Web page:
COVID-19 Traveler Information
Planning a trip to Alaska? Keep reading. Both the State of Alaska and the Municipality of Anchorage have recommended a variety of health and safety measures to slow the spread of COVID-19. These guidelines help protect the community, allowing travelers to plan with confidence knowing safety is a priority.
Face masks may be required in certain venues or private businesses. Physical distancing is still encouraged, and travelers are also asked to observe optional statewide testing recommendations.
Free COVID-19 vaccines are available to travelers at a variety of locations, including at Ted Stevens Anchorage International Airport and other major airports around the state. Learn more.
Testing is available to incoming travelers at Ted Stevens Anchorage International Airport. The State of Alaska will distribute free over-the-counter, take-home rapid antigen tests beginning in early December. Learn more.
Many businesses demonstrate their commitment to guest wellness by making the Healthy Anchorage Pledge. Those that take the pledge ensure they're following appropriate precautionary measures and implementing best practices from the CDC and other health authorities. Look for the Healthy Anchorage logo (pictured above) for an extra level of reassurance as you plan your trip to Alaska.
Travelers who are not fully vaccinated should get tested when arriving in Alaska, according to the State of Alaska. Fully vaccinated travelers may also choose to get tested, and testing is free at participating airports. Read more here.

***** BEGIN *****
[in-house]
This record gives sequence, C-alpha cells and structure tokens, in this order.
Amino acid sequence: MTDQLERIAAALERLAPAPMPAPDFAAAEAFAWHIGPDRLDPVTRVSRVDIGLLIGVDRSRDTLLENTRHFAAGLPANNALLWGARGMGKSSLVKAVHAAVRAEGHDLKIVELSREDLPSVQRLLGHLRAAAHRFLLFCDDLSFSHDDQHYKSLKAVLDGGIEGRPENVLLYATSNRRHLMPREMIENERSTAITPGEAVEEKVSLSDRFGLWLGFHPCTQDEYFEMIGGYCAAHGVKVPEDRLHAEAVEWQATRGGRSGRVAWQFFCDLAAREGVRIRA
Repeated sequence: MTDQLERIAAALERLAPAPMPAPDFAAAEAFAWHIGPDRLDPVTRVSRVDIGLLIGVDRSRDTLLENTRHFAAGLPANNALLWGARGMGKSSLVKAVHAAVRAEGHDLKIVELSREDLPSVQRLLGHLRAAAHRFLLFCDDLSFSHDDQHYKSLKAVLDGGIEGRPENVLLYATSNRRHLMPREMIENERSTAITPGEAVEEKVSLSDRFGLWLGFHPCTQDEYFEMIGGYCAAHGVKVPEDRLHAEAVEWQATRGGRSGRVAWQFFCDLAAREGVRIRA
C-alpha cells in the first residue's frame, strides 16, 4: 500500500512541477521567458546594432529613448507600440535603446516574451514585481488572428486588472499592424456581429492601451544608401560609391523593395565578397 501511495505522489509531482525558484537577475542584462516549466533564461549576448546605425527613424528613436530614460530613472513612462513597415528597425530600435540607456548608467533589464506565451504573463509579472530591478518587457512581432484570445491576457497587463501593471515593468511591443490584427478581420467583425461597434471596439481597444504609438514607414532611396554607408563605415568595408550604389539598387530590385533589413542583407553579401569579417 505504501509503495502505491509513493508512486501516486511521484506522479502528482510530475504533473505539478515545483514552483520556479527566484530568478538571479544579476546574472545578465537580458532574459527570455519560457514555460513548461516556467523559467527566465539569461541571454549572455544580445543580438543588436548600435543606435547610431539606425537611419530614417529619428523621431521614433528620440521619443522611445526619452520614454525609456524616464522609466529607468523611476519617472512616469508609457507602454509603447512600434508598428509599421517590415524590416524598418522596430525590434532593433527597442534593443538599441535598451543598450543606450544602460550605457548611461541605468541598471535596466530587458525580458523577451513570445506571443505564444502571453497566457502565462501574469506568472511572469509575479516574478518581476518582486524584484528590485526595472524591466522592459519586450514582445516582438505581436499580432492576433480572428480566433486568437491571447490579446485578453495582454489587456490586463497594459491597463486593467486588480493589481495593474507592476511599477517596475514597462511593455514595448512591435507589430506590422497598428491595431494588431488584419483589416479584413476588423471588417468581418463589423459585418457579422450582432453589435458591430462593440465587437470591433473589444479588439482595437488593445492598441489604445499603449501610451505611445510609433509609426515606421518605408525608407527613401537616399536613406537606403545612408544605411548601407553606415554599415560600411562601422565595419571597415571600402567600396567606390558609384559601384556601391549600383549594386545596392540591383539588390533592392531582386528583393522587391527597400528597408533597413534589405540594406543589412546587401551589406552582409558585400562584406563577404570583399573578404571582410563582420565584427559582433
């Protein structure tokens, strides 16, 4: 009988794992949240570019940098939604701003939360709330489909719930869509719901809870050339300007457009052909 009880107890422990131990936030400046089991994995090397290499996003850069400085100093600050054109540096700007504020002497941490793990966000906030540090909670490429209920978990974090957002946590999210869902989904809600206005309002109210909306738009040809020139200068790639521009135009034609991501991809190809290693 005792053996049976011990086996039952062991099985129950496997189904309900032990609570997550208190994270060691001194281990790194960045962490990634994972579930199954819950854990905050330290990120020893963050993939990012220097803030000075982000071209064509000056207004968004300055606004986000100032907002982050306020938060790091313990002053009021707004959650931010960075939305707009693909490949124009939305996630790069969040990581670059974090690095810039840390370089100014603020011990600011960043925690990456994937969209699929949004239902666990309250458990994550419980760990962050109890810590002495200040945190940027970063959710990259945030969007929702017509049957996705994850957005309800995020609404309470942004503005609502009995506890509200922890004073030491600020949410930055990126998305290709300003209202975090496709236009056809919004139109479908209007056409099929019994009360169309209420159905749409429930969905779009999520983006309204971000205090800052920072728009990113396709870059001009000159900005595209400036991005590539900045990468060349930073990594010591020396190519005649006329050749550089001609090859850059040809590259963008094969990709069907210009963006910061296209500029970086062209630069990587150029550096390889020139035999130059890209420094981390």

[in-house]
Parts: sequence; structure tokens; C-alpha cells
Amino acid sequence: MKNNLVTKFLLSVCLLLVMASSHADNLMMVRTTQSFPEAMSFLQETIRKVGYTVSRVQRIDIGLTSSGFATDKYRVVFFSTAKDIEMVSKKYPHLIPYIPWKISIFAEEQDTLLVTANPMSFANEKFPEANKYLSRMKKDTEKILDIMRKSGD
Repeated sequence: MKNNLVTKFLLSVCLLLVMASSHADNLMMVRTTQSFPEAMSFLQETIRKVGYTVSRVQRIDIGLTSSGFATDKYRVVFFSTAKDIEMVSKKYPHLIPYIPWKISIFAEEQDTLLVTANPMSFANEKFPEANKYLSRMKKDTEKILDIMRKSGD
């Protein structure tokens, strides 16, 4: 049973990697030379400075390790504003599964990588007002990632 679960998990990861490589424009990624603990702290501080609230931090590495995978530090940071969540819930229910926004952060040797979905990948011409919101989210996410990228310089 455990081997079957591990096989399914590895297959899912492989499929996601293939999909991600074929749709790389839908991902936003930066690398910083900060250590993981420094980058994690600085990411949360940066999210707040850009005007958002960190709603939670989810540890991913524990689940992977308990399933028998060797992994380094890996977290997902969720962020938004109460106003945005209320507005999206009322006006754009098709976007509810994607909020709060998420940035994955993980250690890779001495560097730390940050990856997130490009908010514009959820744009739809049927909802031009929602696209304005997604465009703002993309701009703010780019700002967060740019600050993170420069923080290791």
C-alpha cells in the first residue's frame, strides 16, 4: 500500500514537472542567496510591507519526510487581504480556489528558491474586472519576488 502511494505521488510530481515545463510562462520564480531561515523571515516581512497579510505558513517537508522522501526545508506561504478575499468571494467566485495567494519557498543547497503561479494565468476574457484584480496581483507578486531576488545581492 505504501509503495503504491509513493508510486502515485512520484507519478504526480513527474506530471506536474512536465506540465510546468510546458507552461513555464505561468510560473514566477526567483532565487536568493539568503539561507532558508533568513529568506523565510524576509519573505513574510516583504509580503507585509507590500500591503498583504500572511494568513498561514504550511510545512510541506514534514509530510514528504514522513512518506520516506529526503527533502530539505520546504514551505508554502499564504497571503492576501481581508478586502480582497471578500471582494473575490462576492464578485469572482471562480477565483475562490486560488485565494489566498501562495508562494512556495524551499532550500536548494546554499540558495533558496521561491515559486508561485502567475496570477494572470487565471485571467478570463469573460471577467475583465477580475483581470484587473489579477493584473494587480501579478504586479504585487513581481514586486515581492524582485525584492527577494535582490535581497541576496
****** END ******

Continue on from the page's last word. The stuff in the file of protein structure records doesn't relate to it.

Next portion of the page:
Beginning Jan. 26, 2021, all travelers arriving in the U.S. from a foreign country must get tested no more than 3 days before their flight departs, then provide proof of the negative result or documentation of having recovered from COVID-19 to the airline before boarding the flight, according to an order from the Centers for Disease Control and Prevention. Read more here.
Frequently Asked Questions
Traveling to Alaska
I'm a visitor planning a trip to Alaska. What are the current testing requirements for non-resident travelers?
While tests are no longer required, travelers who are not fully vaccinated should get tested when arriving in Alaska, according to the State of Alaska. Fully vaccinated travelers may also choose to get tested, and testing is free at participating airports.
The State of Alaska encourages travelers who are not fully-vaccinated to practice social distancing until test results arrive. A second test, taken 5-7 days after arrival, is also recommended.Read More
Where can I access testing prior to traveling?
Click here to access a nationwide test locator and find a testing site near you. Alaska also accepts results from FDA-approved home self-test swab kits, which could be an option if in-person testing is not available in your area.
Can I drive to Alaska?
Fully vaccinated U.S. travelers meeting specific entry requirements are currently permitted to enter Canada for discretionary (non-essential) travel. Fully vaccinated travelers from Canada and Mexico will be allowed to enter Alaska via land and ferry ports of entry beginning in November 2021 (read more). Fully vaccinated travelers from other countries may enter via U.S. land and ferry ports of entry beginning January 2022. Click here for more information.Read More